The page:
Capital city during the time of the Knights, the history of the M'dina is as old as civilization on Malta.
Originally built as a fortified settlement in the Bronze Age, the Phoenicians added a wall and called the settlement Malet, which means "shelter." During six centuries of Roman rule, the city grew to four times the size it is today and its name was changed to Melita. In 870 AD, the Saracens took over and erected walls and bastions and changed the name to M’dina, which roughly translated means ‘city surrounded by walls’.
Also referred to as the Silent City, places of interest include Xara Palace, 17th century structure once a lord's residence, it has been converted into a Relais & Chateau Inn. Its rooftop restaurant offers panoramic views of surrounding countryside and period furniture in its 17 rooms. This is where Brad Pitt and Jennifer Aniston stayed while much of the movie Troy was filmed in the valley below M'dina's walls.
The Three Cities
The Three Cities offer an intriguing insight into Malta and its history. The narrow alleys, baroque palaces and churches, imposing fortifications and the Cottonera waterfront make this part of the island worth a visit. They are a slice of authentic life and offer a glimpse into Malta’s maritime fortunes.
Vittoriosa, Senglea and Cospicua (also known referred to as Birgu, Isla and Bormla) are built on two peninsulas that spread into the Grand Harbour.
Their harbour inlets have been in use since Phoenician times: the docks always providing a living for local people, but also leaving them vulnerable when Malta’s rulers were at war.
One can visit St Angelo in Vittoriosa, which dates back to the arrival of the Knights in 1530, the Inquisitor’s Palace and display areas in the tribunal room and the prison complex.
St John’s Cathedral
One of the most imp-ressive struct-ures in the city, the cathedral was built between 1573 and 1577 by the Knights of Malta.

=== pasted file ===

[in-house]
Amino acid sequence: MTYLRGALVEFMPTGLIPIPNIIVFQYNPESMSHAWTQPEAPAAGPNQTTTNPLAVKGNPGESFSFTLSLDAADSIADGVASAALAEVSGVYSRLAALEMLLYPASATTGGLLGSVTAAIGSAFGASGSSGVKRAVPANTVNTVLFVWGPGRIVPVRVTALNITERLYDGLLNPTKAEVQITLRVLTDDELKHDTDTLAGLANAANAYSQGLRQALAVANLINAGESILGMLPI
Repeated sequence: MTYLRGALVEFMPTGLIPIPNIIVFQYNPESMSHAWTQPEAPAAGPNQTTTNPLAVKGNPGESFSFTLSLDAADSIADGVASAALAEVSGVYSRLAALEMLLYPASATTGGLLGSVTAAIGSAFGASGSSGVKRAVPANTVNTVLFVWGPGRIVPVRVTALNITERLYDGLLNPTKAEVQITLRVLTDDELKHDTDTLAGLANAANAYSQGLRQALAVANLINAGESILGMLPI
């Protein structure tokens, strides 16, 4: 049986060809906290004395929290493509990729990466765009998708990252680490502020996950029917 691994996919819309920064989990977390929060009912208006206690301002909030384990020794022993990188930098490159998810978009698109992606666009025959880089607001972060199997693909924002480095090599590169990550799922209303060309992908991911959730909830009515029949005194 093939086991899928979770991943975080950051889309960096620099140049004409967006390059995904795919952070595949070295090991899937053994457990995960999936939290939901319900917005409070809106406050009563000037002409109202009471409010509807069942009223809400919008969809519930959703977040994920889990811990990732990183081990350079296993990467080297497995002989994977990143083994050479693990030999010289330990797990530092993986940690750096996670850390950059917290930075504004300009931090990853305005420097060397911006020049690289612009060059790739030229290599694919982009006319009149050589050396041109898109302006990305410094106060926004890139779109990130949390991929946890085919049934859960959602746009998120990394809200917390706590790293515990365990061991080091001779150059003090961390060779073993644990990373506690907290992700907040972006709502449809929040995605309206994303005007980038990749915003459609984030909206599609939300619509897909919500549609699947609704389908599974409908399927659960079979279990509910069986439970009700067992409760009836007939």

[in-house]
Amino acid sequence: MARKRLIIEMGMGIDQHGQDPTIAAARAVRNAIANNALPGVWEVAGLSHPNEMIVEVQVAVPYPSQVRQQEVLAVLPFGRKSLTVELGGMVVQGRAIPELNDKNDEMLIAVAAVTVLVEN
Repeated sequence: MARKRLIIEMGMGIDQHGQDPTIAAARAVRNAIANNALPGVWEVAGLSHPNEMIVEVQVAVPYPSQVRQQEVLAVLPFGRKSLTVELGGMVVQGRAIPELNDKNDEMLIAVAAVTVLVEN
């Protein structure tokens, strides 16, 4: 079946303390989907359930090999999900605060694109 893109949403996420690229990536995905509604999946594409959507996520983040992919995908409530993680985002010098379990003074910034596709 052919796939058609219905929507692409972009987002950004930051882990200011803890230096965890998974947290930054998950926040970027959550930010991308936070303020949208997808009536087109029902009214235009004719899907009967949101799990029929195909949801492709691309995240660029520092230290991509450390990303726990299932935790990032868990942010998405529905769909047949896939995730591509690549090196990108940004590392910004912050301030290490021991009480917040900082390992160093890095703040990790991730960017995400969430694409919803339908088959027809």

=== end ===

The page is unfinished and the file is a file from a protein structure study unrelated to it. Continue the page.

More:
Its austere exterior offers no hint of the lavishly decorated interior. Every surface is painted, gilded or hung with artistic treasures. Marble tombstones line the floors, well-preserved frescoes that pay homage to the different patrons cover the walls, and its side chapels dedicated to different languages or groups of Knights are richly decorated. Two Caravaggio paintings executed when the artist lived here in 1607 and 1608, St Jerome and The Beheading of St John, are the main attractions.
The Malta Experience
An ideal first stop on the island, the Malta Experience is an audio visual spectacular that brings the country’s rich 7000 - year history to life. The most salient historical events, starting from the mysteries of Neolithic temples to the arrival of the Romans and the Arabs and the rule of the valiant Knights of St John are revealed in a 45 -minute astounding presentation that is educational, informative and entertaining. The attraction is located with-in the historical sur-roundings of Valleta and what was once the hospital of the Knights of St John.
The whitewashed stone-vaulted cellar of this converted early-20th-century confectionery buzzes with the capital's business elite, who come for the mezes (mize in Maltese), pasta with rabbit sauce (fenkata), and other Mediterranean specialties. Lacking printed menus or blackboards, the restaurant serves traditional and modern Maltese and Mediterranean cuisine from a choice that changes daily. The restaurant is also renowned for its Maltese stews and cassata, a ricotta-based dessert.